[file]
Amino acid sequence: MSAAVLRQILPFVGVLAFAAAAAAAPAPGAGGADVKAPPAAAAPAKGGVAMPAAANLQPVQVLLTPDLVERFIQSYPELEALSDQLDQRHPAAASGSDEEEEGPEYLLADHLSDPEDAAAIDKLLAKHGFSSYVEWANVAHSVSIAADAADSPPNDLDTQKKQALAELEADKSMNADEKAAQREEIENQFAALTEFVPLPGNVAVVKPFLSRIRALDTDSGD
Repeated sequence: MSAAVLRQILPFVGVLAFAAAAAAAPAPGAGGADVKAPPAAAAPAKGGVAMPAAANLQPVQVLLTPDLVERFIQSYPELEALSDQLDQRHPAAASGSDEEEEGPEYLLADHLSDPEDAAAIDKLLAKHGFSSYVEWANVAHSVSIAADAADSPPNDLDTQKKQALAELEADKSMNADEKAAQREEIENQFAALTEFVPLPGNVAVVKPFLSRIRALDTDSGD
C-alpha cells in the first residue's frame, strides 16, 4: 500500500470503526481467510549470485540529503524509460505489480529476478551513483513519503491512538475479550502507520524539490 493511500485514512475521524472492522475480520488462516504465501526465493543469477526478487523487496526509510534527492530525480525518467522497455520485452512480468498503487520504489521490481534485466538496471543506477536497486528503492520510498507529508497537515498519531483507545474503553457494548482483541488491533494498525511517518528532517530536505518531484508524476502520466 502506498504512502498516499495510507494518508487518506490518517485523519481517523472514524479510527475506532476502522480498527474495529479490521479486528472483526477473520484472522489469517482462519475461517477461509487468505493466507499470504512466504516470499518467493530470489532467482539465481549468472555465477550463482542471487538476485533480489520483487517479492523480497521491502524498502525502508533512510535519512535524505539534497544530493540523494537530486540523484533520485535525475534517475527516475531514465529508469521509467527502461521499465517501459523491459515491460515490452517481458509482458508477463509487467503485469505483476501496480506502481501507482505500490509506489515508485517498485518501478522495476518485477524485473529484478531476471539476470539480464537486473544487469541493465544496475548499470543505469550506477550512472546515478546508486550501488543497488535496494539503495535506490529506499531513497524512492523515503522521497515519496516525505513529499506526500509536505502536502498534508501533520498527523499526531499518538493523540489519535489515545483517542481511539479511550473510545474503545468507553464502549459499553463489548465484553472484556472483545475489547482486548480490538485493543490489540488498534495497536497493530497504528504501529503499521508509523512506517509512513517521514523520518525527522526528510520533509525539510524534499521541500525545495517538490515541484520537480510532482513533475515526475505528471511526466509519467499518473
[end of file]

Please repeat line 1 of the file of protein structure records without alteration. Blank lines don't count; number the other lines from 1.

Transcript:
Amino acid sequence: MSAAVLRQILPFVGVLAFAAAAAAAPAPGAGGADVKAPPAAAAPAKGGVAMPAAANLQPVQVLLTPDLVERFIQSYPELEALSDQLDQRHPAAASGSDEEEEGPEYLLADHLSDPEDAAAIDKLLAKHGFSSYVEWANVAHSVSIAADAADSPPNDLDTQKKQALAELEADKSMNADEKAAQREEIENQFAALTEFVPLPGNVAVVKPFLSRIRALDTDSGD